Years after EU’s ‘Big Bang’ enlargement – what’s next?

A lot has changed since the 2004 enlargement of the European Union, which included the Baltic States, but despite waning enthusiasm and illiberal tendencies, the bloc continues to inspire its neighbours for change, reports EUobserver, a partner of LRT English.

On May 1, 2004, the EU flags were raised in Cyprus, the Czech Republic, Estonia, Hungary, Latvia, Lithuania, Malta, Poland, Slovakia, and Slovenia.

For millions of central and eastern Europeans, it was a homecoming celebration.

That is what “accession” meant to many who felt that their countries – after decades of totalitarian rule – were returning to where they belonged, to Europe, as sovereign, independent states.

One of them was Donald Tusk, now the president of the European People’s Party (EPP), but previously European Council president and Poland’s prime minister.

“For me, the enlargement was my political dream that finally came true. I was genuinely moved,” he told EUobserver.

“Twenty-five years of fighting to return to Europe, understood as a political and civilisational community – which, in other words, meant my whole adult life,” Tusk said about what enlargement meant to him.

As part of the same wave of accession, Romania and Bulgaria then joined in 2007, and Croatia became an EU member in 2013.

“The most tangible change is, of course, the transformation of the former countries of the Soviet bloc into well-prospering democracies. People who live there, and we are talking here about 100 million Europeans, have experienced an unprecedented leap forward in civilisation,” Tusk said.

He added that the European perspective for Ukraine, Moldova and the Balkan countries has triggered positive changes there as well.

When the EU received the Nobel Peace Prize in 2012, one of the reasons cited was enlargement.

But the wave of accession, dubbed the ‘Big Bang’, also meant that consensus on often difficult issues facing the EU had to be reached across 27 member states (and 28 while the UK was still part of the bloc).

Cheap central European labour irked some in the ‘old’ member states, and the 2015 migration crisis exposed deep political fault lines – exacerbated by illiberal tendencies particularly in Hungary and Poland.

Some have called for the creation of a ‘two-speed Europe’, in which a small group of EU countries pursue tighter integration, a prospect which central and eastern Europeans have rejected.

Yet ‘multi-speed’ is already a fact of life in the EU: Romania and Bulgaria have not yet been allowed to join the passport-free Schengen zone, while Cyprus, Estonia, Latvia, Lithuania, Malta, Slovakia, and Slovenia have since introduced the euro.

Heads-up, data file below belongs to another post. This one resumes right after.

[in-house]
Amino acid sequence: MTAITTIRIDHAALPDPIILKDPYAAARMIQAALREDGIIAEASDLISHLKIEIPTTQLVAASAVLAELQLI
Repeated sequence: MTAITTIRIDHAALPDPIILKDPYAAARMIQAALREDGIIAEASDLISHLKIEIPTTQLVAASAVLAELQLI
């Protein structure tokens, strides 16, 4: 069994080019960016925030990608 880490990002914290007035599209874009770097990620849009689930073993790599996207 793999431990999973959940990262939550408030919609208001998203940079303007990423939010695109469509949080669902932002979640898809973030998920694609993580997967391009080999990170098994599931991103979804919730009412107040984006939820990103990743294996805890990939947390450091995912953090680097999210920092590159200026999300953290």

Tusk said he “can understand those who are concerned with the crisis of liberal democracy in the countries of central and eastern Europe, especially in Poland and Hungary”.

Tusk added, however, that this “phenomenon unfortunately has a much wider character”, pointing to outgoing US president Donald Trump, Turkey’s Recep Tayyip Erdogan and Brazil’s Jair Bolsonaro, while “we can also see the increasing significance of political radicalism in many European countries, for example, in Italy or Spain”.

“I am convinced, however, that this is a seasonal occurrence, and that democracy has taken root for good also in the eastern part of the continent, and that it still continues to have a pulling power for others – whose beautiful example is the revolution in Belarus,” he said.

While support for EU membership remains at a record high in central and eastern Europe, there has been some disillusionment with the radical economic and political transition, which populist politicians in the region now exploit.

“I do not downplay politicians who are building their position on negative emotions and resentments, who use anti-European rhetoric, but frankly speaking, I do not see them as successful in a longer-term perspective,” Tusk stated.

“People sometimes choose Orbáns and Kaczyńskis, but for other reasons than the membership in the EU,” he said, referring to the Hungarian and Polish leaders.

The EU has nevertheless lost some of its appetite for further enlargement – even as several Balkan countries seek to join, and jump through hoops to meet the necessary conditions.

Tusk said even with waning enthusiasm, it was “important that the EU does not resign from strengthening its presence in its closest neighbourhood – and does not give up on the idea of enlargement”.

“It is in our interest that Ukraine or the Balkans should be more European than Russian, that China and Turkey should not replace Europe as an attractive role model and an end port for millions of people, whose dreams about freedom, stabilisation and prosperity are so similar to my dreams from a few decades ago,” he concluded.

 This story was originally published on  EUobserver  , a partner of LRT English. 

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